Next to temperature, pressure is one of the most important physical state variables. The pressure is defined as a force (F_{N}) which acts uniformly over a defined area (A). The different types of pressure are differentiated only by the reference pressure.

Whether absolute pressure, gauge pressure or differential pressure. At WIKA you will find the right measuring device for pressure measurement for every type of pressure:

The probably most important pressure for life on earth is the atmospheric pressure, p_{amb} (amb = ambiens = ambient). It is created by the weight of the atmosphere which surrounds the earth up to an altitude of approx. 500 km. Up to this altitude, at which the absolute pressure p_{abs} = zero, its magnitude decreases continuously. Furthermore, the atmospheric pressure is subject to weather-dependent fluctuations, as is only too well known from the daily weather report. At sea level, p_{amb} averages 1013.25 hectopascal (hPa), corresponding to 1013.25 millibar (mbar). With “cyclones” and “anticyclones”, this pressure varies by about 5 %.

The clearest reference pressure is the pressure zero (vacuum), which exists in the air-free space of the universe. A pressure which is related to this reference pressure is known as absolute pressure. Thus, with absolute pressure, it is always the difference to ideal vacuum that is measured. This means that the ambient pressure, and thus external influences such as the weather or the height above sea level, do not affect the pressure measurement. For the required differentiation from other types of pressure, it is denoted with the index “abs”, which is derived from the Latin “absolutus”, meaning detached, independent.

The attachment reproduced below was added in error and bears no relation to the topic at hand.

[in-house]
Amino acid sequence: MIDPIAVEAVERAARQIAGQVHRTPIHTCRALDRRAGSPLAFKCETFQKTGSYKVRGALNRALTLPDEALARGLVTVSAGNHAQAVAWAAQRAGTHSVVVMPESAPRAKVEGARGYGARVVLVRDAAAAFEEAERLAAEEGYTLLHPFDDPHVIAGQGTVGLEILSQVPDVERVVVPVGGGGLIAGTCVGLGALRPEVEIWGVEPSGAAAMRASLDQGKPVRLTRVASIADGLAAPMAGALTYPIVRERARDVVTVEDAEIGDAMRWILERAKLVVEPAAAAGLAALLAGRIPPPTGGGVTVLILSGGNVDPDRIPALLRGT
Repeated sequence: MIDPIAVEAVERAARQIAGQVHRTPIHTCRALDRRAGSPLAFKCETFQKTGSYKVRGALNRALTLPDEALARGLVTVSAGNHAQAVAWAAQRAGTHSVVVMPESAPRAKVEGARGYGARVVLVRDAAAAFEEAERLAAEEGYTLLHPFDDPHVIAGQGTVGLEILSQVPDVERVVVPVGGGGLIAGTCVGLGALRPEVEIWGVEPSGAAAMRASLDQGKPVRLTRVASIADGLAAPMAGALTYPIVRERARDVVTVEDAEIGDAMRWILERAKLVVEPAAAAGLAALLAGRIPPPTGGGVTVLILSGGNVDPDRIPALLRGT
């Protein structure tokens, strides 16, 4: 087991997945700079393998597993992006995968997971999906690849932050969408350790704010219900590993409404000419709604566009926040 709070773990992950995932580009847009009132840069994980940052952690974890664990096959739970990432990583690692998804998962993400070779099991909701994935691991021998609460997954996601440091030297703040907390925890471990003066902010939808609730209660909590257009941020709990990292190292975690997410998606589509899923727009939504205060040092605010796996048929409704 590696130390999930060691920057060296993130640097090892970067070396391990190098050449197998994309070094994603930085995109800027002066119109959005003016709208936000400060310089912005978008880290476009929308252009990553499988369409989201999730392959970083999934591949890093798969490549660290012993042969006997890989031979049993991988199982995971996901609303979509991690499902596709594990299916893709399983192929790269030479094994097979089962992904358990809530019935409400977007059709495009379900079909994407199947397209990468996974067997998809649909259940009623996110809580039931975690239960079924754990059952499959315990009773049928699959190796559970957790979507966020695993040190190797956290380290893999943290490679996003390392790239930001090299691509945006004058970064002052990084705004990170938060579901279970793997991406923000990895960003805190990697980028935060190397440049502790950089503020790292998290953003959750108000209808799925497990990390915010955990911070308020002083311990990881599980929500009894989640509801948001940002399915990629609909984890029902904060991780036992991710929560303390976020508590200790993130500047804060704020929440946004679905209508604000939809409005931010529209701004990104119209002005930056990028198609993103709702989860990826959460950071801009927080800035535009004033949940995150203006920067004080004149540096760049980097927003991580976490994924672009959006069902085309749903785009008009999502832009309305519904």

For the pressure absolute formula, the parameters gauge pressure (p_{g}) and Atmospheric pressure (p_{atm}) are required. The pressure absolute formula is thus: p_{abs} = p_{g} + p_{atm}.

The most frequently measured pressure in the technological field is the atmospheric pressure difference, P_{e} (e = excedens =exceeding). It is the difference between an absolute pressure, p_{abs}, and the relevant (absolute) atmospheric pressure (p_{e} = p_{abs} - p_{amb}) and is known, in short, as **gauge pressure**. Since gauge pressure does not measure the difference to the vacuum, but rather to the current ambient pressure (atmospheric pressure), the pressure measurements change due to external influences such as weather or altitude above sea level. If a gauge pressure sensor is mistakenly used in an application where absolute pressure is actually measured, one must reckon with additional errors of +/- 30 mbar due to weather changes and with measurement errors of up to 200 mbar in the case of changes in location, e.g. from sea level to 2000 m.

A **positive pressure** is referred to when the absolute pressure is greater than the atmospheric pressure. In the opposite case, one speaks of **negative pressure**.

The indices of the formula symbols “abs”, “amb” and “e” clearly define the reference point of the respective pressure. They are only attached to the formula letter p, and not to the unit symbols.

The difference between two pressures, p_{1} and p_{2}, is known as the **pressure difference**, Δp = p_{1} - p_{2}. In cases where the difference between two pressures itself represents the measured variable, one refers to the **differential pressure**, p_{1.2}

Accordingly, in order to measure differential pressure, at first two different pressures are captured in a measuring instrument (e.g. differential pressure gauge or differential pressure sensor). Only if the measured values differ from each other, will a differential pressure be indicated. Instances where it is required to measure differential pressure are, for example, filter monitoring and level measurement in closed vessels.